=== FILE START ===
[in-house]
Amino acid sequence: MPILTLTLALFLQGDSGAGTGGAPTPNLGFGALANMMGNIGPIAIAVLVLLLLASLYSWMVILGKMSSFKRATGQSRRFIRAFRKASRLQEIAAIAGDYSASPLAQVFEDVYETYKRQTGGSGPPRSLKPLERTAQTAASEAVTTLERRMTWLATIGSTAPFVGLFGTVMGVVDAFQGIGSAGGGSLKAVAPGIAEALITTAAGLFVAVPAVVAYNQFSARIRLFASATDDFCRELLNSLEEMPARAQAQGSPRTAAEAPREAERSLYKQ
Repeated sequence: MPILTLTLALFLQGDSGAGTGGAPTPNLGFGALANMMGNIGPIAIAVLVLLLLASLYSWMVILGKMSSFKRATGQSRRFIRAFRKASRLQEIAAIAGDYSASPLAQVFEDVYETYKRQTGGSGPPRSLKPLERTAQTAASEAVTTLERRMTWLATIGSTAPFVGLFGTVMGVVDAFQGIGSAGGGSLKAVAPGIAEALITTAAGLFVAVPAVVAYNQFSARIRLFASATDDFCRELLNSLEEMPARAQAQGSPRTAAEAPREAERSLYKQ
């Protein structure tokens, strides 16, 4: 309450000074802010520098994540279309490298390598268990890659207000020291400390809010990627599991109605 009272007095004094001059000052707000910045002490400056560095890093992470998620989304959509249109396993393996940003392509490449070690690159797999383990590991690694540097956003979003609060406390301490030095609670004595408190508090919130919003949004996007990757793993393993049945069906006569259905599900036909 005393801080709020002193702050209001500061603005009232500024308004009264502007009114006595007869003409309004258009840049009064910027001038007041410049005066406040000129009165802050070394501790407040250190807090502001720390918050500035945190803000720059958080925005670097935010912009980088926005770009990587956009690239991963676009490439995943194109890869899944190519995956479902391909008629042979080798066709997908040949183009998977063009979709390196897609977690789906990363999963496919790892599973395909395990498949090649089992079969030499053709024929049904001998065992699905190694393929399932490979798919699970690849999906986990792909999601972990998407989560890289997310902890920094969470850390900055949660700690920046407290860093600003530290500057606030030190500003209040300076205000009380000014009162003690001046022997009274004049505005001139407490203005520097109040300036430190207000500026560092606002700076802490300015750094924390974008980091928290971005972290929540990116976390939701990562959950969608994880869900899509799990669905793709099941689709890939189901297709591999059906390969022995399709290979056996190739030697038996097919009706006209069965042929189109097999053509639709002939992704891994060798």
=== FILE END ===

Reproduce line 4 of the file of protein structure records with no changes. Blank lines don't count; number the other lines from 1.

């Protein structure tokens, strides 16, 4: 309450000074802010520098994540279309490298390598268990890659207000020291400390809010990627599991109605 009272007095004094001059000052707000910045002490400056560095890093992470998620989304959509249109396993393996940003392509490449070690690159797999383990590991690694540097956003979003609060406390301490030095609670004595408190508090919130919003949004996007990757793993393993049945069906006569259905599900036909 005393801080709020002193702050209001500061603005009232500024308004009264502007009114006595007869003409309004258009840049009064910027001038007041410049005066406040000129009165802050070394501790407040250190807090502001720390918050500035945190803000720059958080925005670097935010912009980088926005770009990587956009690239991963676009490439995943194109890869899944190519995956479902391909008629042979080798066709997908040949183009998977063009979709390196897609977690789906990363999963496919790892599973395909395990498949090649089992079969030499053709024929049904001998065992699905190694393929399932490979798919699970690849999906986990792909999601972990998407989560890289997310902890920094969470850390900055949660700690920046407290860093600003530290500057606030030190500003209040300076205000009380000014009162003690001046022997009274004049505005001139407490203005520097109040300036430190207000500026560092606002700076802490300015750094924390974008980091928290971005972290929540990116976390939701990562959950969608994880869900899509799990669905793709099941689709890939189901297709591999059906390969022995399709290979056996190739030697038996097919009706006209069965042929189109097999053509639709002939992704891994060798």